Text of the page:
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Chinese Grammatical Error Diagnosis with Graph Convolution Network and Multi-task Learning
Yikang Luo | Zuyi Bao | Chen Li | Rui Wang

This paper describes our participating system on the Chinese Grammatical Error Diagnosis (CGED) 2020 shared task. For the detection subtask, we propose two BERT-based approaches 1) with syntactic dependency trees enhancing the model performance and 2) under the multi-task learning framework to combine the sequence labeling and the sequence-to-sequence (seq2seq) models. For the correction subtask, we utilize the masked language model, the seq2seq model and the spelling check model to generate corrections based on the detection results. Finally, our system achieves the highest recall rate on the top-3 correction and the second best F1 score on identification level and position level.

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Integrating BERT and Score-based Feature Gates for Chinese Grammatical Error Diagnosis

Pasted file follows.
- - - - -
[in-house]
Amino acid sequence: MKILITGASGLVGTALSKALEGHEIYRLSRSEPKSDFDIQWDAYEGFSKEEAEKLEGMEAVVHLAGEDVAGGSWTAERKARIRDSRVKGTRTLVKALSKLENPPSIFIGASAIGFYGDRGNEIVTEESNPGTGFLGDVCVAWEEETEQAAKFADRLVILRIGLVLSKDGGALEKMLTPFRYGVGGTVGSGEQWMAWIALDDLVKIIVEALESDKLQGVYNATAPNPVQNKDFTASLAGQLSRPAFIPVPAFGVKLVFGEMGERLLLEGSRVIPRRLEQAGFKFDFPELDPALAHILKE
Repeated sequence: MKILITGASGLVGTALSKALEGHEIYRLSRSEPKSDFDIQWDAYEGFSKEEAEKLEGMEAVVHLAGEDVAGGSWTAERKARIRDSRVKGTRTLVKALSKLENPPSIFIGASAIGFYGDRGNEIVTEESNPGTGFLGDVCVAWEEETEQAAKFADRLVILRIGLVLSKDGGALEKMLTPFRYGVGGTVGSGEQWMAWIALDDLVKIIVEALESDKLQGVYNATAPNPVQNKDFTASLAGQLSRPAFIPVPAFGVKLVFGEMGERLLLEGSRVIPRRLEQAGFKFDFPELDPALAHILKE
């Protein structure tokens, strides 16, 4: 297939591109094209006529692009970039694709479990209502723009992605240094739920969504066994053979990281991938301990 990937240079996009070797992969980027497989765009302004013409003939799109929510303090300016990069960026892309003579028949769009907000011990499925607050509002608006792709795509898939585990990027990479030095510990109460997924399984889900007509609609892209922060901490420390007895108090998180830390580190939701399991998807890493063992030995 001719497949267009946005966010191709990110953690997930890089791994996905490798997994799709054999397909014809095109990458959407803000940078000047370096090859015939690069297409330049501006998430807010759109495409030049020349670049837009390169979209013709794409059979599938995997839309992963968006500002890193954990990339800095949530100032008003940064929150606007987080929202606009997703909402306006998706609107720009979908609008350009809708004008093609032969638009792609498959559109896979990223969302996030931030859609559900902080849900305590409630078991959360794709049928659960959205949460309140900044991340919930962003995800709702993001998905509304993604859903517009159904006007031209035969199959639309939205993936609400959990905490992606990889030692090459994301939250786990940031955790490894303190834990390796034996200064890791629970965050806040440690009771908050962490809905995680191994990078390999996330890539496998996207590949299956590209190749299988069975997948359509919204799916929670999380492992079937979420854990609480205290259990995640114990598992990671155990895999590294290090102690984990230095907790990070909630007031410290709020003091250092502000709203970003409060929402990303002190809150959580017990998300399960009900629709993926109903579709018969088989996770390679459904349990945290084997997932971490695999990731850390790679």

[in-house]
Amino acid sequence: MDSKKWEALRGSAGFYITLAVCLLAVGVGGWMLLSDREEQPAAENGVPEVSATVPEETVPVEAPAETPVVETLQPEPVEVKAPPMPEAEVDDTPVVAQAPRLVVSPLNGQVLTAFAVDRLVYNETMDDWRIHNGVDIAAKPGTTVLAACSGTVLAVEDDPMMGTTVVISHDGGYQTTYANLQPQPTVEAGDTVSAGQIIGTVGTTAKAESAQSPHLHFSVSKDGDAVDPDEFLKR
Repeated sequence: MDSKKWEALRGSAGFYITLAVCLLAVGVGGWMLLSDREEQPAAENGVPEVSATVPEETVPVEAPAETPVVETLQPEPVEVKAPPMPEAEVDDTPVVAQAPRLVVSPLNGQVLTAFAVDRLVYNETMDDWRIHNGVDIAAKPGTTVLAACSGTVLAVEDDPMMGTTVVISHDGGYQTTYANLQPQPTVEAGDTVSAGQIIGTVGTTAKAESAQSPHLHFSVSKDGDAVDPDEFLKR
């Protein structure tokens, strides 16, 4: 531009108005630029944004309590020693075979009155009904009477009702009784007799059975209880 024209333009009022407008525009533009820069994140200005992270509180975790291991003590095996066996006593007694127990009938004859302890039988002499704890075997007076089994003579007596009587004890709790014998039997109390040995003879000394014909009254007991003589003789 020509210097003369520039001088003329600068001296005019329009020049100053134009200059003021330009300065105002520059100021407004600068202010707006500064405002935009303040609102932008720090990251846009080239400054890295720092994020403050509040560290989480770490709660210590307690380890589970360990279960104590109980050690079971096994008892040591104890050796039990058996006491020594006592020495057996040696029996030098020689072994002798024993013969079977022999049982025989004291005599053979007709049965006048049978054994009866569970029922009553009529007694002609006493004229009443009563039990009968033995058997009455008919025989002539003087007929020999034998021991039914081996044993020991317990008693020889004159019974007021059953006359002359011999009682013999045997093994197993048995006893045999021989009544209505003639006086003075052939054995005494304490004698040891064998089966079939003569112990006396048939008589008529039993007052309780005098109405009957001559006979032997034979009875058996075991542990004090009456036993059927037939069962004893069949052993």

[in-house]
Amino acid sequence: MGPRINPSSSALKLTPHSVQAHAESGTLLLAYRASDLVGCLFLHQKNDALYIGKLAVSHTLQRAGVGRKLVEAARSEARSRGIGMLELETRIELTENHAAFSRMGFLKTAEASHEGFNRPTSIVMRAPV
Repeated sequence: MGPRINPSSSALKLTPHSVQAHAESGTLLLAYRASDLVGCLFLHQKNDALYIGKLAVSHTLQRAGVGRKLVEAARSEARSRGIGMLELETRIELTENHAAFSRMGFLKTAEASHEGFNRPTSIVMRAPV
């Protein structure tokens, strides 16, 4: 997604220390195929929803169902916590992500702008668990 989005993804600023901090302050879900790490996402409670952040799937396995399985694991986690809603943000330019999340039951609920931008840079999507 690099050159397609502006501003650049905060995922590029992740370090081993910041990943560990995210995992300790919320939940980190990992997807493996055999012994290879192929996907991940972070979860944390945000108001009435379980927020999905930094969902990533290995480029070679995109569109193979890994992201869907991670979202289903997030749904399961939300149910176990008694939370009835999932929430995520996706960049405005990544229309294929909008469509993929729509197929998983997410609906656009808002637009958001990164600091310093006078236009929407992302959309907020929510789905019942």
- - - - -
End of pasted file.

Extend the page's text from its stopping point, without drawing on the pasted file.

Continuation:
Yongchang Cao | Liang He | Robert Ridley | Xinyu Dai

This paper describes our proposed model for the Chinese Grammatical Error Diagnosis (CGED) task in NLPTEA2020. The goal of CGED is to use natural language processing techniques to automatically diagnose Chinese grammatical errors in sentences. To this end, we design and implement a CGED model named BERT with Score-feature Gates Error Diagnoser (BSGED), which is based on the BERT model, Bidirectional Long Short-Term Memory (BiLSTM) and conditional random field (CRF). In order to address the problem of losing partial-order relationships when embedding continuous feature items as with previous works, we propose a gating mechanism for integrating continuous feature items, which effectively retains the partial-order relationships between feature items. We perform LSTM processing on the encoding result of the BERT model, and further extract the sequence features. In the final test-set evaluation, we obtained the highest F1 score at the detection level and are among the top 3 F1 scores at the identification level.